What you need to know about Lichtenberg
Lichtenberg is an up-and-coming borough, with young families moving to the area around the Rummelsburger Bucht bay and creatives living the dream in charming old industrial buildings. The residents in this former working-class district are hearty and down-to-earth – real Berlin characters. Lichtenberg rapidly grew in the late nineteenth century, attracting new industries to the location and creating a building boom to house the workers and their families. The borough not only still has many traces of that industrial development, but also sites from Lichtenberg’s different eras – from Berlin’s only remaining row of loam-and-brick houses in the former Falkenberg village to the charming Friedrichsfelde Palace, modernist architecture, and the Stasi complex and remand prison.
Lichtenberg’s architecture and history
Lichtenberg combines a rural village feel with big city lifestyles – and has a lot to discover. It has always been one of the boroughs at the forefront of developments in Berlin – as is evident from its architecture. With industrial complexes developing around the Rummelsburger Bucht bay and along the River Spree from the mid-nineteenth century, this area was dubbed the Straße der Arbeit (Street of Work). In the 1920s, Lichtenberg attracted many renowned figures from the Neues Bauen architectural movement, including such names as Mies van der Rohe, who designed the Haus Lemke directly on the Obersee lake. Later, in the years of East Germany, the Fennpfuhl district was the site of the first P2 concrete-slab high-rise – a style of apartment block that not only came to characterise Lichtenberg, but many new developments in the GDR.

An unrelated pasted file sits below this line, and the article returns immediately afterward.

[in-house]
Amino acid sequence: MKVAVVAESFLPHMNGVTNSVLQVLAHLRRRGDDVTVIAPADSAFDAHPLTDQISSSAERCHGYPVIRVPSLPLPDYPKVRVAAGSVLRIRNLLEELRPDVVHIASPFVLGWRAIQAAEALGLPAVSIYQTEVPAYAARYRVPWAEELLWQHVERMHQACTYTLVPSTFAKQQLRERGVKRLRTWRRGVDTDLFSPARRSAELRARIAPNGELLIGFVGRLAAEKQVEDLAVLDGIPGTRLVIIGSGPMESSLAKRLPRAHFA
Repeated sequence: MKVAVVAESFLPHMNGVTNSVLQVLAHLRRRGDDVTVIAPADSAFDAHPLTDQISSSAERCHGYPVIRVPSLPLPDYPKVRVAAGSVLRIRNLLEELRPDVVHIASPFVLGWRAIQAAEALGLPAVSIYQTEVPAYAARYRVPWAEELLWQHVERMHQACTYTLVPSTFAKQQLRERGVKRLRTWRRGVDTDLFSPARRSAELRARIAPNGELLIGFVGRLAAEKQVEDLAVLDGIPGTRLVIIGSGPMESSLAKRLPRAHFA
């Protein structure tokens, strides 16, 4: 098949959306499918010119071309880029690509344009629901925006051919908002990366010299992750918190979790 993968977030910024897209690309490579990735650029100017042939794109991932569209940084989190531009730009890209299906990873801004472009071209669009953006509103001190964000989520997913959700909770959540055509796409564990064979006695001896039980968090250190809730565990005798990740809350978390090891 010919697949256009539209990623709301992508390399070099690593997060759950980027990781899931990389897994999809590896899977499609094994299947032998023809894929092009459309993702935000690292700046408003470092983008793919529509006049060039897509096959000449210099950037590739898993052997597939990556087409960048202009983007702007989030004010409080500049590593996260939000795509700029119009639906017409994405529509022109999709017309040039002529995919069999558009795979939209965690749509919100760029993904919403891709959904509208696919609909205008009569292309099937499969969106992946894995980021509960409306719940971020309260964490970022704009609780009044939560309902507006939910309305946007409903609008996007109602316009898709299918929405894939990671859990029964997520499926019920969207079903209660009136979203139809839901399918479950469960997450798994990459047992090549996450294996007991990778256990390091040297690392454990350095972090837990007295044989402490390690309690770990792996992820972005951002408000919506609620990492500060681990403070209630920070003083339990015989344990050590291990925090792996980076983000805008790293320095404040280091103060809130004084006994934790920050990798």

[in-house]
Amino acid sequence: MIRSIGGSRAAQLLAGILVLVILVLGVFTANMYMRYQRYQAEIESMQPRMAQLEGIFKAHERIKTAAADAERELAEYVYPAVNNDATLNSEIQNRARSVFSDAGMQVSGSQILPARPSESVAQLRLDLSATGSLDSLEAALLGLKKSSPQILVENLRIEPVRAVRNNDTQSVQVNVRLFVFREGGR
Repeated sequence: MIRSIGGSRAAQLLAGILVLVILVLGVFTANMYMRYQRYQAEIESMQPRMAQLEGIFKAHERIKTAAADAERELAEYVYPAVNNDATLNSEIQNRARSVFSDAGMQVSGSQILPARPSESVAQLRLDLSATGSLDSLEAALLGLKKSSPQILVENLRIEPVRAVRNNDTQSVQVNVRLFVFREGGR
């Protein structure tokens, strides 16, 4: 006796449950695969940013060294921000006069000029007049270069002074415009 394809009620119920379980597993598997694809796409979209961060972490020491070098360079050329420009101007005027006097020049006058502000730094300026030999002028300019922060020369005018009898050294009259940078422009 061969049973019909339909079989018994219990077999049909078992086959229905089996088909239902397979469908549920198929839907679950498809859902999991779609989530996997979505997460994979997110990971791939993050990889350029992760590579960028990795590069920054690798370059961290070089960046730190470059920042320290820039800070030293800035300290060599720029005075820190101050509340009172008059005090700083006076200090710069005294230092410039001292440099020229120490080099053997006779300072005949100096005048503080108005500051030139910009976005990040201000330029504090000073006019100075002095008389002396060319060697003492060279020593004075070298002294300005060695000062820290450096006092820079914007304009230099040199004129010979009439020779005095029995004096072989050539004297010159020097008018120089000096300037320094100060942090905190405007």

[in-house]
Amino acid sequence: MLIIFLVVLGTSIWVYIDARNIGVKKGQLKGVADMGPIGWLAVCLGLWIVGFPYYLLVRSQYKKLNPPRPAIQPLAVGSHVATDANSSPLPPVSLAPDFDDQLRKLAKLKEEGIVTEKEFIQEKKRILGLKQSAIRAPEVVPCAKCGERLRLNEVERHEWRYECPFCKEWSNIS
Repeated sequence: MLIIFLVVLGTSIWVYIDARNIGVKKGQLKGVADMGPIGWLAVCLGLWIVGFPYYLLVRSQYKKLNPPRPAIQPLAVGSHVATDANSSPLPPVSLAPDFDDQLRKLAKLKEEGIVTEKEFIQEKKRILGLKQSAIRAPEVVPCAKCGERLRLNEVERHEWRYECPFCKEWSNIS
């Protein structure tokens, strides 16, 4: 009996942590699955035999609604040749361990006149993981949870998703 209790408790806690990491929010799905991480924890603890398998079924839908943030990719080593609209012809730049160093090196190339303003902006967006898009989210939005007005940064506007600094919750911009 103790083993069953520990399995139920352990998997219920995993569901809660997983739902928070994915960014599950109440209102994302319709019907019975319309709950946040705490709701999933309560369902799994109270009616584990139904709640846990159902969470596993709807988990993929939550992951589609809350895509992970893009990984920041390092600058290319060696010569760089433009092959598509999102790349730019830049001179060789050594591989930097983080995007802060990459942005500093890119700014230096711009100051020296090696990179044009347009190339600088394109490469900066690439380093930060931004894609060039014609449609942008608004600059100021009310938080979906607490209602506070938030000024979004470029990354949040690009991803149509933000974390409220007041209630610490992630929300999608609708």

Lichtenberg also offers many windows on contemporary history. For example, as you stroll across the park-like Friedrichsfelde cemetery, you can find the graves of many prominent twentieth-century figures in Germany. The exhibition at the German-Russian Museum Karlshorst, located at a historic site, showcases the chequered history of German and Russian relations, while the Berlin-Hohenschönhausen Memorial, a former Stasi remand prison, offers fascinating insights into political persecution in the former East Germany.
Diversity from the River Spree to Brandenburg
Lichtenberg stretches 13 kilometres – from the banks of the River Spree at the Rummelsburger Bucht bay to Malchow and Falkenberg in the north where Berlin’s only pairs of storks nest every year. On the way north, you pass innumerable parks, gardens and lake shores where you can stroll and relax. Tierpark Berlin is Europe’s largest wildlife park – a perfect day out for families. With a programme including international guest performances, the Theater an der Parkaue, Berlin’s municipal youth theatre, is also very popular with children and young people.
The Obersee and Orankesee lakes are much loved for walking and recreation. In summer, this is where locals gather to relax at the bathing beach or the lakeside beer gardens. The Kaskelkiez neighbourhood, founded in the late nineteenth century, is home to a wealth of galleries and cafés. And if you fancy a flutter on the horses, you’ll enjoy a day out at the Karlshorst Harness Racing Track, Lichtenberg’s traditional racing venue going back over 100 years. And talking of sports, Berlin is also home to Europe's largest sports and training centre, the Olympiastützpunkt Berlin (OSP), which has produced numerous Olympic champions. And where is it? In Lichtenberg of course!